Mainly a meaty banquet, vegetarian fare includes vegetables diced in cashew nuts and served with rice. “The one dish, which is my favourite, is the family hot pot with vegetables, fish and meat balls. It represents togetherness. Lobster represents the dragon. We call it ‘longxia’, which translates to dragon prawn. This year, it will be the special dish,” he explains.
chef Huang Te Sing. Pics/Anurag Ahire
At the restaurant, the special Chinese New Year menu, Taste of Heritage, is an exclusive set menu to honour Chinese New Year customs. The spread features 10 dishes, including the auspicious chicken and prawns prosperity New Year soup, succulent duck spring rolls, and the exquisite lobster with cashews in kung pao sauce.
As per the traditional Chinese banquet style, each dish will be presented one by one, starting with the self-service family bowls of hearty soups. From golden roasted chicken to Buddha’s delight, patrons can savour the unique flavours of each course. Don’t miss the Hong Kong-style soy noodles and fresh fruit platters with assorted ice cream to sweeten the celebration.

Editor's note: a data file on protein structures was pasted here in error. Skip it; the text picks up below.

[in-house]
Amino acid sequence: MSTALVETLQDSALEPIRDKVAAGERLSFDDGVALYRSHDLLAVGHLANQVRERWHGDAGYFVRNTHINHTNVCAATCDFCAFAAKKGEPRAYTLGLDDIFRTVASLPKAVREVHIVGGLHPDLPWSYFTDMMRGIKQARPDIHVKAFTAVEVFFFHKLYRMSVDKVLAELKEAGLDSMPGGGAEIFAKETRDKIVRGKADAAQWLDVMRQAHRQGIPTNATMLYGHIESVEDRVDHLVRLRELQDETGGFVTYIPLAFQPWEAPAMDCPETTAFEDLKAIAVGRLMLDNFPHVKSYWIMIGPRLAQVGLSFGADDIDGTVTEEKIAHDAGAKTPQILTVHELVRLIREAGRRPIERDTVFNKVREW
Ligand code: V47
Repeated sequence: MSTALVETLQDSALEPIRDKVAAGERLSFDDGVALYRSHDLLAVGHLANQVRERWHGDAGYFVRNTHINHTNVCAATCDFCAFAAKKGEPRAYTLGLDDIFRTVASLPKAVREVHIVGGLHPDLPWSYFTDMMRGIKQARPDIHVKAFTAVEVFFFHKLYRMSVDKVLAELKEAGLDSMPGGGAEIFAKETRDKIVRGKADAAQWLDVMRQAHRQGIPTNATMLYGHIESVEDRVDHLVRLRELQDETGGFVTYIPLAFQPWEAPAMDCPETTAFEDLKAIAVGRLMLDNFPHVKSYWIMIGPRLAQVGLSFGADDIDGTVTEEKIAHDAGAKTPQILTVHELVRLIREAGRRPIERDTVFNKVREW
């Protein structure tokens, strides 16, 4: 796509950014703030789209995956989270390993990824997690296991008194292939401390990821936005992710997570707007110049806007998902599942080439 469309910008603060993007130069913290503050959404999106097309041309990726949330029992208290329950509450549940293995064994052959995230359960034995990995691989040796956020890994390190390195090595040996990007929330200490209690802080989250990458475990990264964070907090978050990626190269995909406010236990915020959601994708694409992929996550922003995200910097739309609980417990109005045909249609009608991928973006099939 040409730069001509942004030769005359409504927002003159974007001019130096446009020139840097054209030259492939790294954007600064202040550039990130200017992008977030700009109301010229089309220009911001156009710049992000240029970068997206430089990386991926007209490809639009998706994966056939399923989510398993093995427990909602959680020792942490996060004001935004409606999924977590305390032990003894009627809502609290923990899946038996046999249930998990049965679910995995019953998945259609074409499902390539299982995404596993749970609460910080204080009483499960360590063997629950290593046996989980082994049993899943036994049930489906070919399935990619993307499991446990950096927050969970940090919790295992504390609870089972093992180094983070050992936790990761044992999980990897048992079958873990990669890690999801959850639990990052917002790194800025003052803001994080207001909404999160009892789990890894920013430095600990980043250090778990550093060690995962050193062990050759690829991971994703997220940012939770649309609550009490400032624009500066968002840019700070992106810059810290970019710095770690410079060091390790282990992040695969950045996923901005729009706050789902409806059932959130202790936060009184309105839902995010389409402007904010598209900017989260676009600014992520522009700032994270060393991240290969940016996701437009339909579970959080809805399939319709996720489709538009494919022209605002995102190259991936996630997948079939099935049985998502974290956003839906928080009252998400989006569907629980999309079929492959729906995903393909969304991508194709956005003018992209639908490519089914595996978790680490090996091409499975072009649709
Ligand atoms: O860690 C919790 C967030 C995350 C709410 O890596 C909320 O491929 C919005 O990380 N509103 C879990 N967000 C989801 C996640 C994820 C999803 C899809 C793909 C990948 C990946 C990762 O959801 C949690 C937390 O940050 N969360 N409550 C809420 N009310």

On: February 10, 12.30 pm to 2.45 pmAt: The Oriental Blossom, Hotel Marine Plaza, Marine Drive. Call: 7045941315Cost: Rs 3,000 (set menu per head)
Lobster with cashew nuts in kung pao sauce
Lobster will be a main dish on the New Year menu as it is called dragon prawn in Mandarin and represents the dragon
INGREDIENTS>> 1 lobster (500 gm) >> 5 to 6 garlic cloves, chopped ginger, (1 inch; skinned and chopped) >> 2 green onions (cut into 1.5-inch slices) >> 50 gm cashew nuts, roasted >> 6 to 7 dry red chilli, chopped >> 2 tbsp chilli oil >> 1 tbsp oyster sauce>> 200 ml cooking oil for frying >> 100 gm corn flour (to coat the lobster meat before frying)
SEASONING>> 1 tbsp light soy sauce >> ¼ tsp salt to taste >> ¼ tsp sugar >> 1 tsp chicken broth powder (optional) >> 1 tbsp corn starch>> 100 ml water